Truman, by his own light, was neither a corrupt politician nor a nobody when Roosevelt selected him for the vice-presidential spot. Harry had been chair of the U.S. Senate committee that had investigated fraudulent and wasteful practices in the U.S. military, and did a good job at that. He always supported Roosevelt's New Deal legislation.

My favorite Truman quote so far: "When the underdog gets power, he too often turns out to be an even more brutal top dog."

There is a lot of discussion of the creation of the U.N. The main take away so far is that it was designed as a mechanism for the Big Three victors of World War II (Britain, United States, and Russia) to get their way. True, they wanted peace, but only if they could keep their colonies and spheres of influence. The veto power of the permanent members of the Security Council was set up to insure that.

Truman was against colonialism and pushed for the independence of the U.S. colony of the Philippines. However, there was no question of giving up U.S. bases in the Philippines.

I have found only one case of a clear-cut lie by Truman so far. Japan had suffered some setbacks in the war at this time, but was nowhere near defeat. Truman writes, "There was no way for us to get troops into China to drive the Japanese from the Chinese mainland. Our hope was to get enough Russian troops into Manchuria to push the Japanese out." But by then the U.S. had naval and air superiority plus control of the Philippines. A glance at the map shows there should have been no problem with conveying U.S. troops to the south China coast. Elsewhere Truman reveals that he and Winston Churchill hoped to avoid English and American casualties by letting Russians die, just as had been done against Germany.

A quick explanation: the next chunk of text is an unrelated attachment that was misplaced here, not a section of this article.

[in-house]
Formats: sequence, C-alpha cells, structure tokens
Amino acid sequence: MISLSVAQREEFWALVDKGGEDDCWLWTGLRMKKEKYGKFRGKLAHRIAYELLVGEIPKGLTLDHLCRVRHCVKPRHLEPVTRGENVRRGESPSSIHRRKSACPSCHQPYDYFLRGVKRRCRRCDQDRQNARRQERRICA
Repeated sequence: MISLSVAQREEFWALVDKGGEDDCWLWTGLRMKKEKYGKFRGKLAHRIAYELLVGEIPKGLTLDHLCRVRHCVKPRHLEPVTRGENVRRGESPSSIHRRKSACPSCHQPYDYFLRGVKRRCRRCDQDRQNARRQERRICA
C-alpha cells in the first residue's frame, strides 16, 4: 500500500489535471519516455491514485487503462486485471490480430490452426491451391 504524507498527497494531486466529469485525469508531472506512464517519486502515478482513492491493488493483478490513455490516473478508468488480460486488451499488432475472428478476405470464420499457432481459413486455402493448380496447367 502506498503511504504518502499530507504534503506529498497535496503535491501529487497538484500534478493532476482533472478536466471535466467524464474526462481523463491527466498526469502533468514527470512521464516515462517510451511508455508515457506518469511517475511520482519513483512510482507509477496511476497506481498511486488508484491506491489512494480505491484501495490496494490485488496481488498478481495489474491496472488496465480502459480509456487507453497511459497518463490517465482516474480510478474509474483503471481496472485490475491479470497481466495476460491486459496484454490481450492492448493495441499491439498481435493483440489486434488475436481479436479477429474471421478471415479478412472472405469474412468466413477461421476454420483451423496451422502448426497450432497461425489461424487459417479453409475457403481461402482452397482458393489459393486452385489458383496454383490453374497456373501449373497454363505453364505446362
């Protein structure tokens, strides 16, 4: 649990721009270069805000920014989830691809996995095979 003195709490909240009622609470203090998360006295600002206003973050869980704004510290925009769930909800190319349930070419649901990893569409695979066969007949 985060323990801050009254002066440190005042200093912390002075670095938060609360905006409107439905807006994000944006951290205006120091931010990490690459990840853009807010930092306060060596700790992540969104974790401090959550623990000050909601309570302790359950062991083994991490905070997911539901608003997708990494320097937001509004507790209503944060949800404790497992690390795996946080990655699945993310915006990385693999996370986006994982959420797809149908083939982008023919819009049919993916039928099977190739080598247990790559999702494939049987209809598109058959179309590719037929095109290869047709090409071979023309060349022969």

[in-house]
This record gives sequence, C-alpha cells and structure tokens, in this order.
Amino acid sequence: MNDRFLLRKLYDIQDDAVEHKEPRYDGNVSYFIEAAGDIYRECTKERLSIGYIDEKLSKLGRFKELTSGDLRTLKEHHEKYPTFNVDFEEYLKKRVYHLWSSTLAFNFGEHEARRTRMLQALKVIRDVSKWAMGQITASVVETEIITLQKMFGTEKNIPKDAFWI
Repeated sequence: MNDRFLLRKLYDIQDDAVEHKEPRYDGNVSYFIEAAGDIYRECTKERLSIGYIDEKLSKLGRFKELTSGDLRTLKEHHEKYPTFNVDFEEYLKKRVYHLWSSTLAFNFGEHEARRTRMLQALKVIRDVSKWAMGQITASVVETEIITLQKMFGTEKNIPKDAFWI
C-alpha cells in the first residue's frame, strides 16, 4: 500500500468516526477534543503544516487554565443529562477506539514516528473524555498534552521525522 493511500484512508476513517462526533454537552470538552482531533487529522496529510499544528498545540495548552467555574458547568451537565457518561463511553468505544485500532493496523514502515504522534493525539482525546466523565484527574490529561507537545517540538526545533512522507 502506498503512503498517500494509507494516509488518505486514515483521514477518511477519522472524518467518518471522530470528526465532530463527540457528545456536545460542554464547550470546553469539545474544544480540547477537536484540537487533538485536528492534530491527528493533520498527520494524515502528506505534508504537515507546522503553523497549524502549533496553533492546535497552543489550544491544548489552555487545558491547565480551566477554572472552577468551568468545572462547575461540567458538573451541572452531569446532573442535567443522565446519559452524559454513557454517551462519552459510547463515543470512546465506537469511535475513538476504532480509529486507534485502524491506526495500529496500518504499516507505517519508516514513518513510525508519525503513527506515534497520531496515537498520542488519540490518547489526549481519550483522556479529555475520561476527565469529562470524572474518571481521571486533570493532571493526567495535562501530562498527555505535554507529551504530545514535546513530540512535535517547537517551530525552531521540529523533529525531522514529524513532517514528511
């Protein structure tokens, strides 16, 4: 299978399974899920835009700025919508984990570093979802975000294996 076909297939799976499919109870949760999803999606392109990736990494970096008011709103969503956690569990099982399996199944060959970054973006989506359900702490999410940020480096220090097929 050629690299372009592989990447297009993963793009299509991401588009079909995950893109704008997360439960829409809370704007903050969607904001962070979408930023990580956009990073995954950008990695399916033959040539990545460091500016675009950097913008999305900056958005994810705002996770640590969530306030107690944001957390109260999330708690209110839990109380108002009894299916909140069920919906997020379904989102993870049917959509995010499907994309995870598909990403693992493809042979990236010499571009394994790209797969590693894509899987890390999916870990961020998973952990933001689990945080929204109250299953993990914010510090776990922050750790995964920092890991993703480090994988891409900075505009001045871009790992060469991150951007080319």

Again, in May, soon after taking office, with Hitler dead and mopping up going on in Germany, Truman notes that the "Russians have 2 Korean divisions trained in Siberia." Koreans had been fighting guerrilla warfare against the Japanese since the turn of the century. They had a pro-west government-in-exile in China and a large underground network in Korea itself. In U.S. and South Korean history books it is stated that the Russians invaded what would become North Korea, so to prevent them from grabbing all of Korea the U.S. had to invade what would become South Korea. Now I'm wondering if it wasn't actually Koreans who invaded North Korea. They were certainly communists, trained by the Russians, but Koreans invading Korea with Russian advisers looks a lot different than an invasion by Russians with a few token Korean communist hacks.

There is more, but clearly I'll have to do another installment just to hit the high points. So far I've noted the grabbiness of France, as pointed out by Stalin; attitudes towards the fascists in Spain and Argentina; how the same standards of ethics were not applied by Truman to the British and the Russians (one of my notes says "our puppets v. your puppets"). I'm sure there will be more because I am only two months into the Truman regime (but about 1/3 of the way through the Memoirs by volume).